I'd like to have a Laptop that can do some QC calculations which is able to even do a little heavier stuff.

Such calculations need a fast CPU, don't use hyperthreading, have either a high memory demand or a high hard drive I/O.

So for the last point, SSDs are not the way to go, right? Probably some mixed system with SSD for system and HDD for the writing stuff.

Let's ignore the price - are there laptops that can deal with such specifications?

  • Welcome to Hardware Recs! I have a few questions regarding your requirements. Do you need a hard drive with fast I/O, or do you need a ton of storage (<= 1TB)? I also am assuming that the calculations are not multi-threaded, based on your hyper-threading comment. Is this correct? Is there anything else that you can add to the question to make it more specific? Things like "high memory demand" and "high hard drive I/O" are vague. Thanks!
    – Cfinley
    Commented Jul 25, 2017 at 17:07
  • Thx :) Hard drive should be fast and large. ;) Though I guess something between 512G and 1T is enough, where the latter could be external for saving purposes only. Calculations would be in parallel, using multiple cores if available but would not need/profit from hyperthreading. High memory demand means s.th. like at least 16G, better 32G in total. High hard drive I/O means that whatever can't get written into the memory would get written on the disc and read in again when needed. These files can get several GB large and that of course takes some time to write and read with slow hard drives. Commented Jul 25, 2017 at 17:50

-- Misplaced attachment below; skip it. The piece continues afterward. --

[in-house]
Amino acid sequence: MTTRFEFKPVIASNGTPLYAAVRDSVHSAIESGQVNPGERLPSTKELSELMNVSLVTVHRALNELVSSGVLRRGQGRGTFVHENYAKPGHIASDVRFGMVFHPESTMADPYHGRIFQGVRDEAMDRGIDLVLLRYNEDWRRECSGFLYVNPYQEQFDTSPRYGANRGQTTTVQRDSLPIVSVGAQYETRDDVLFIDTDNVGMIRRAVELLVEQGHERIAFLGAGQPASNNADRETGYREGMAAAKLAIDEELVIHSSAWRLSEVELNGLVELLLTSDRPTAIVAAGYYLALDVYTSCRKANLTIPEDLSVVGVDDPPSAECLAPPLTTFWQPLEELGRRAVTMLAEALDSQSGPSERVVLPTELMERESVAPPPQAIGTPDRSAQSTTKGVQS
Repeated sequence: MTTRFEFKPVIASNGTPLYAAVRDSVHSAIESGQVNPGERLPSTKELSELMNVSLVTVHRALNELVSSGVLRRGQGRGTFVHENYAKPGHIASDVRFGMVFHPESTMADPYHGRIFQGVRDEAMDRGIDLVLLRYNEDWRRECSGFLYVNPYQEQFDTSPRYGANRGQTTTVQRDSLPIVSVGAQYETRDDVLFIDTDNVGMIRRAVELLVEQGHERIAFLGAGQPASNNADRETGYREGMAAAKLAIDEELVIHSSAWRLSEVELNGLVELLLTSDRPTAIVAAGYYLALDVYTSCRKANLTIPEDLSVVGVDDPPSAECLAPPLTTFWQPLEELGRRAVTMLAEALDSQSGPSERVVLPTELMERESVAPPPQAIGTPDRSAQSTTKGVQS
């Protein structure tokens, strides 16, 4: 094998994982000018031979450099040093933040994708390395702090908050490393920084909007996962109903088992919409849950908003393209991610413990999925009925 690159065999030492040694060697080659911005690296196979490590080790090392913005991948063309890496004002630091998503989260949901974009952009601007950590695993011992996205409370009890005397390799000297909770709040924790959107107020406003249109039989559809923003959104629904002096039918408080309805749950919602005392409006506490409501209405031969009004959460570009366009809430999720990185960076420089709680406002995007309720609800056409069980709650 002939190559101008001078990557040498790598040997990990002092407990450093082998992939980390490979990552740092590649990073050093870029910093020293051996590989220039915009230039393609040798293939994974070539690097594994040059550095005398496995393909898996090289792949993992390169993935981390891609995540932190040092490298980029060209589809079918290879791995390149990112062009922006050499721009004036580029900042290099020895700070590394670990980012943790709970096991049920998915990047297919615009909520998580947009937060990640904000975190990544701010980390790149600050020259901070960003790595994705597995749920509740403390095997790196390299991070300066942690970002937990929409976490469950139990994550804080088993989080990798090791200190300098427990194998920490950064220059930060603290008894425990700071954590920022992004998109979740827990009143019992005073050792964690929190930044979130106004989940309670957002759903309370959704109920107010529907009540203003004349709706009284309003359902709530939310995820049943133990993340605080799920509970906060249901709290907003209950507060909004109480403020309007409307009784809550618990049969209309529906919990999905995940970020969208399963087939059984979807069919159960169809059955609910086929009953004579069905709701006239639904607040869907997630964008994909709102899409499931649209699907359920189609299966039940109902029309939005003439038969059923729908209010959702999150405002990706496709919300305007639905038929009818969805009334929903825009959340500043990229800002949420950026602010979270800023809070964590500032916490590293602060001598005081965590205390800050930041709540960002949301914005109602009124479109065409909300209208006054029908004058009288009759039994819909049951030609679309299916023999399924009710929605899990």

• More details are needed. How many cores do you really need? Any GPU acceleration is needed or possible? You might want to consider waiting for AMD based laptops with more cores (or Intel equivalent, when they release their counter chips)
    – eddr
    Commented Jul 30, 2017 at 1:31
  • @eddr depends ... let's say 1-4/1-8. On the cluster I use 1 to 24. GPU is not important, thus the Nvidia Tesla or whatever the name for laptops would be is not what I need. At least not now. Are there information about the future AMD chips that you refer to? Commented Jul 30, 2017 at 17:32
  • @eddr is probably talking about the AMD Threadripper chips (and maybe Ryzen and Epyc as well). Threadripper is the high-core count high-end desktop processor segment of the new AMD processors (with a lot of raw power that you probably could use here) and Ryzen is the gamer version (cheaper, less cores, like 8 instead of 16) and Epyc is the server-line. Actually ASUS claims to have an 8-core Ryzen laptop in the pipeline and will release it "later this summer".
    – SEJPM
    Commented Jul 30, 2017 at 20:56

2 Answers 2


Now for the more traditional approach: You want a CPU-heavy actual laptop with a decent amount of fast storage and quite a bit of RAM. So the obvious solution is to look for the beefiest CPU that can be crammed into a laptop and go from there. Normally people would just look for laptop CPUs here, but because Gamers being Gamers, there are laptops that use Desktop CPUs which of course are much better performance-wise due to higher peak clocks (but of course cooling and power consumption tend to make such laptops hot, loud and with short battery lifetime).

So my recommendation will be:

The Origin PC EON17-X

Which features (up to)